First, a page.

Mt. Elgon National Park
The park is named after Mount Elgon, an extinct shield volcano on the border of Uganda and Kenya and is located on the border of Kenya and Uganda, 140 km North East of Lake Victoria. It is uniquely split down the middle by the Kenyan-Ugandan border. Mount Elgon is an important water catchment for the Nzoia River which flows to Lake Victoria and for the Turkwel River which flows into Lake Turkana.
Elgon’s slopes support a rich variety of vegetation ranging from montane forest to high open moorland studded with the giant lobelia and groundsel plants. The vegetation varies with altitude. The mountain slopes are covered with olive Olea hochstetteri and Aningueria adolfi-friedericii wet montane forest. At higher altitudes, this changes to olive and Podocarpus gracilior forest, and then a Podocarpus and bamboo Arundinaria alpina zone.
Elephants and buffalo can be found on the lower slopes. The park is also home to a variety of small antelope and duiker, as well forest monkeys, including the black-and-white colobus and blue monkey. red-tailed monkey have been reported after being thought to be locally extinct.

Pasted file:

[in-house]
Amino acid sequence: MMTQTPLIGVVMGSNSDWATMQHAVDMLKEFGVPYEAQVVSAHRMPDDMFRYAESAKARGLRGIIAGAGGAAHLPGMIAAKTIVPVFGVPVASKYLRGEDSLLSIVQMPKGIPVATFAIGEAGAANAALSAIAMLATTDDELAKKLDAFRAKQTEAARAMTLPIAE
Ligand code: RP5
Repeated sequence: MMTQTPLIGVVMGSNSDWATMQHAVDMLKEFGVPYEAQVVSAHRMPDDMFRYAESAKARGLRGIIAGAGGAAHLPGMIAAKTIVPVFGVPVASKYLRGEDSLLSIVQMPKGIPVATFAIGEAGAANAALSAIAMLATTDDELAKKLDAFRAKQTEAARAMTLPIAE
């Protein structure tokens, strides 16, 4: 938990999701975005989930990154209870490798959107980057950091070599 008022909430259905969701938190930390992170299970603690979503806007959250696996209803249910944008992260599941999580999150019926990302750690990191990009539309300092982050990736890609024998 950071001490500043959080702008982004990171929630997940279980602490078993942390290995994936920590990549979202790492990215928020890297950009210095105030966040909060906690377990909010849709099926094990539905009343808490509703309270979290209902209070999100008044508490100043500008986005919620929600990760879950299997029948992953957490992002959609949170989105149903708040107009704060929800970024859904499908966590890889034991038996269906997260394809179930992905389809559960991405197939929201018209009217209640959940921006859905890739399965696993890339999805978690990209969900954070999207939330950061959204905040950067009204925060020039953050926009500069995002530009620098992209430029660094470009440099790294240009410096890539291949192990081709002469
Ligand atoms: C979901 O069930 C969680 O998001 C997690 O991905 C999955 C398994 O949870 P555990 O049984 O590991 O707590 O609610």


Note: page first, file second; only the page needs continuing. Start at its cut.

Mount Elgon is home to at least 144 bird species. Of particular interest are Jackson’s francolin, the eastern bronze-naped pigeon, Hartlaub’s turaco, the Tacazze sunbird and the endangered lammergeier, due to their restricted range
The botanical diversity of the park includes giant podocarpus, juniper and Elgon olive trees cedar Juniperus procera, pillarwood Cassipourea malosana, elder Sambucus adnata, pure stands of Podocarpus gracilior and many orchids.
Of the 400 species recorded for the area the following are of particular note as they only occur in high altitude broad-leaf montane forest: Ardisiandra wettsteinii, Carduus afromontanus, Echinops hoehnelii, Ranunculus keniensis (previously thought endemic to Mount Kenya), and Romulea keniensis.